Teva Pharmaceutical Industries Ltd. (NYSE: TEVA; TASE: TEVA) has obtained US Food and Drug Administration (FDA) approval for Synribo for the treatment of chronic myeloid leukemia in adults. The will drug will soon be available for prescribing.
Synribo is an injectable drug for the treatment of chronic phase or accelerated phase of chronic myeloid leukemia in adults who have resistance and/or intolerance to two or more tyrosine kinase inhibitors. The indication is based upon response rate. There are no trials verifying an improvement in disease-related symptoms or increased survival with the drug.
Synribo received an accelerated approval that allows the FDA to approve a drug to treat a serious disease based on clinical data showing that the drug has an effect on a surrogate endpoint that is reasonably likely to predict a clinical benefit to patients. The program is designed to provide patients with earlier access to promising new drugs. Full approval is expected following submission of more mature data from pivotal analysis.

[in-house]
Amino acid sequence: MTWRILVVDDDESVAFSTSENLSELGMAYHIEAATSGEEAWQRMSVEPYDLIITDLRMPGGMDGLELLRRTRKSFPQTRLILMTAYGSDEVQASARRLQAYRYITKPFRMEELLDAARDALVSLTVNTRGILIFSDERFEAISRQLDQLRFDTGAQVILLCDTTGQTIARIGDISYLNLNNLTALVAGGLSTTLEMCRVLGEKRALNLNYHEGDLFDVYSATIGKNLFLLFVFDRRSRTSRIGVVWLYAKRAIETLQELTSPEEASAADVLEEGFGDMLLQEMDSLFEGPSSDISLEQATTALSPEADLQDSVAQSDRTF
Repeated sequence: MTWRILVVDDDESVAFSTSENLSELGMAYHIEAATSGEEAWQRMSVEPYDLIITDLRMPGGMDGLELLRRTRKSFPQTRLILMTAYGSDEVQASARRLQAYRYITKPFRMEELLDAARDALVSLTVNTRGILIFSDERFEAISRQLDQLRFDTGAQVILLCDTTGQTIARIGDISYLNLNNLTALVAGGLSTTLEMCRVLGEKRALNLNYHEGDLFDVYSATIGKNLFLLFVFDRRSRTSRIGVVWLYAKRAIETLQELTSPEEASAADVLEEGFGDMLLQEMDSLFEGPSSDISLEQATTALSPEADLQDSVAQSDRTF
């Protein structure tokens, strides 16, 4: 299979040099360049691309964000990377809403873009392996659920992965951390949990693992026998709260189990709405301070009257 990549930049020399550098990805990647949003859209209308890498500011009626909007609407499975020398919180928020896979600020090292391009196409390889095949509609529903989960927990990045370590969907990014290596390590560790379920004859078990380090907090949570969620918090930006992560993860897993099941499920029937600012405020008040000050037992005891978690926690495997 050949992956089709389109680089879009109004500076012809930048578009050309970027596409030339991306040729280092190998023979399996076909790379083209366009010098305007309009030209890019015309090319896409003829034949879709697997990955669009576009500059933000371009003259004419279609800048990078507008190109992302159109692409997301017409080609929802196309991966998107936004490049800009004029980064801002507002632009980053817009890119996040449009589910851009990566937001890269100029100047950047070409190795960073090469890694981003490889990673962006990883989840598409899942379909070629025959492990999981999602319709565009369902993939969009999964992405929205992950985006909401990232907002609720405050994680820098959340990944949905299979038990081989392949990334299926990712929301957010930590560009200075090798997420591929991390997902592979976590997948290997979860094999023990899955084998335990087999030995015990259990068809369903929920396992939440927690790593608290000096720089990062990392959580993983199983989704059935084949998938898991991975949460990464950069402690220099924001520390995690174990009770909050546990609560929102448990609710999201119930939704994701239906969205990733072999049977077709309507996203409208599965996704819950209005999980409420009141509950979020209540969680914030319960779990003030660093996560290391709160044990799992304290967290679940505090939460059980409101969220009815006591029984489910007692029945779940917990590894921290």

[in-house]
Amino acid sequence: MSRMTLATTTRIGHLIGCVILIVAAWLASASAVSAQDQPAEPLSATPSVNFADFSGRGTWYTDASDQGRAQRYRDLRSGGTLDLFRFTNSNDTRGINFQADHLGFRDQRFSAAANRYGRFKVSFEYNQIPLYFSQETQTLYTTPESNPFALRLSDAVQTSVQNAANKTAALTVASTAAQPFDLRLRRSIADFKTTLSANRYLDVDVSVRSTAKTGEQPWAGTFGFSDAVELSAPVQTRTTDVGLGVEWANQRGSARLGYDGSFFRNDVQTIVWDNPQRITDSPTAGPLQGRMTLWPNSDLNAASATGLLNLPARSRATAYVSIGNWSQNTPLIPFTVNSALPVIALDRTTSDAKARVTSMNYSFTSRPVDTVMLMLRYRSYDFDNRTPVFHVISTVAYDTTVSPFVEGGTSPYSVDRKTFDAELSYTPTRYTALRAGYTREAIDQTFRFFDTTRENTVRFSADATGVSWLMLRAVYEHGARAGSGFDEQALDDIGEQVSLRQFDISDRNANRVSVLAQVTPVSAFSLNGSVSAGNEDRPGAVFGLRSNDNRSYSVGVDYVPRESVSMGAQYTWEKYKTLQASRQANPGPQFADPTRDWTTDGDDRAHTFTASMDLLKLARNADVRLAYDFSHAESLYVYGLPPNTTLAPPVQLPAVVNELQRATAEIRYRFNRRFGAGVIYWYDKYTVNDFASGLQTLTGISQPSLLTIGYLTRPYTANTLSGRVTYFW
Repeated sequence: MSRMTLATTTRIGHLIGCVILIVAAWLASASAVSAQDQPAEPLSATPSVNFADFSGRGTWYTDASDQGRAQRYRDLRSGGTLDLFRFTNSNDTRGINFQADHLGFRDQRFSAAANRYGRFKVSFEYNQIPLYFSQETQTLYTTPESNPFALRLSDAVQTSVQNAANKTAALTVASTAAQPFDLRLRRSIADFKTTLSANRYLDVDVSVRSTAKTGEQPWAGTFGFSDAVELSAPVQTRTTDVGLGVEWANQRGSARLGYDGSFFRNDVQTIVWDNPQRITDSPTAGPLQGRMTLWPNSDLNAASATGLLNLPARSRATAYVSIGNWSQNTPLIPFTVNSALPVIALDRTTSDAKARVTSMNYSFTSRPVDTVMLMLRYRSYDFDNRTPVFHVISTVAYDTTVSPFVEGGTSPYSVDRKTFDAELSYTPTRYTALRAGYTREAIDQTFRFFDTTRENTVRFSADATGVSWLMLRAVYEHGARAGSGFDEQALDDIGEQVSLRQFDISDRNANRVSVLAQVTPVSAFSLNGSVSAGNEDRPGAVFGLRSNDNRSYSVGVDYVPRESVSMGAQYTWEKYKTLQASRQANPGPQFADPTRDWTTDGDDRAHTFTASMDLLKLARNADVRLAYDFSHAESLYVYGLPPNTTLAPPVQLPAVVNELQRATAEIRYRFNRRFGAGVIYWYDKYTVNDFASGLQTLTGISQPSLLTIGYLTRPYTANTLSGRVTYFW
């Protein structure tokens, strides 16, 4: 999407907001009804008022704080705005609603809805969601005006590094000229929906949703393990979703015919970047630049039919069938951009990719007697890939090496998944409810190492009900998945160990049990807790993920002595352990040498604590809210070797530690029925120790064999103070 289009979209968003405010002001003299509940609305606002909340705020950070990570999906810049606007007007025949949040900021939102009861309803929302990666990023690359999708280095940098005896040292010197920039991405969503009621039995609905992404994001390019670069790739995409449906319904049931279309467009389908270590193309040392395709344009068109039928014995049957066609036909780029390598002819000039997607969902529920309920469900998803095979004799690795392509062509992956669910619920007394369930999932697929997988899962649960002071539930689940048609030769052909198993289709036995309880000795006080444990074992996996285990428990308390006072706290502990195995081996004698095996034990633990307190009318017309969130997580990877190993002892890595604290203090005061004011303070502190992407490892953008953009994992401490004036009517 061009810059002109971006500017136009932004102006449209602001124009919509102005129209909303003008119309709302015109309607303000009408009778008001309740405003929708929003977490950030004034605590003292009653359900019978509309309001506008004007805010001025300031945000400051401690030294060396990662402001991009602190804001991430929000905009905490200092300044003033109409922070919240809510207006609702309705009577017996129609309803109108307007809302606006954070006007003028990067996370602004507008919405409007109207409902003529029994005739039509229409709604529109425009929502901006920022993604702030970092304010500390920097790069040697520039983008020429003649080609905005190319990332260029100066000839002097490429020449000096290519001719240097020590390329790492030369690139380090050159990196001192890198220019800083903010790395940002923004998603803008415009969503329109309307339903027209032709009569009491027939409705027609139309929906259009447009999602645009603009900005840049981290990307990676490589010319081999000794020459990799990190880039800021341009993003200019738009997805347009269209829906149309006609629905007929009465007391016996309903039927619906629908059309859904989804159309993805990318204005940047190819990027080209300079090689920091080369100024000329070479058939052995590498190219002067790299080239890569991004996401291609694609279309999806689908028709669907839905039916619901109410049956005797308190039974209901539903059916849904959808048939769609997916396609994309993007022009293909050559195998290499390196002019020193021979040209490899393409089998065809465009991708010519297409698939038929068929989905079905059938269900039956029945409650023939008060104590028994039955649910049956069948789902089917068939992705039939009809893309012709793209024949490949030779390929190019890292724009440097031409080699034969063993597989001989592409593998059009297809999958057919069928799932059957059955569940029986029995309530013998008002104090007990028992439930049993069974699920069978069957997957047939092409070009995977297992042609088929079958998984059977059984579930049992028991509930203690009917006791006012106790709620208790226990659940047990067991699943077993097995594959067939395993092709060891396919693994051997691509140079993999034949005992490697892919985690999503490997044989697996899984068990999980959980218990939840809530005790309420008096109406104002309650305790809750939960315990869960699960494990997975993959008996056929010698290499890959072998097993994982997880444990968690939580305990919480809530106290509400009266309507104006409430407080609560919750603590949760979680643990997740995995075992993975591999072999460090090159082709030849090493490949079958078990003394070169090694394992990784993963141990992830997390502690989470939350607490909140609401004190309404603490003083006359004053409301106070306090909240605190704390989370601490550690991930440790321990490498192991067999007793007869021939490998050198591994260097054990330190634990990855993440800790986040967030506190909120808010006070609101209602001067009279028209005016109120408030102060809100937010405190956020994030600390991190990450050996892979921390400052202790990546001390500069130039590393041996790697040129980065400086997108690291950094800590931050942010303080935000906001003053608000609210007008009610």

"Teva is pleased to bring Synribo to the market for patients who need additional treatment options when others have failed,” said Teva president of Global R&D and chief scientific officer Dr. Michael R. Hayden. "Synribo joins Treanda and Trisenox as important hematologic treatment options in the Teva oncology portfolio.
In a separate announcement, Teva said that it has completed its purchase of all rights, assets and obligations of Huntexil from Denmark's NeuroSearch A/S (OMX: NEUR) for $26 million. Huntexil is being developed for the treatment of hand movement, balance and gait disturbances in Huntington disease.
Published by Globes [online], Israel business news - www.globes-online.com - on October 28, 2012
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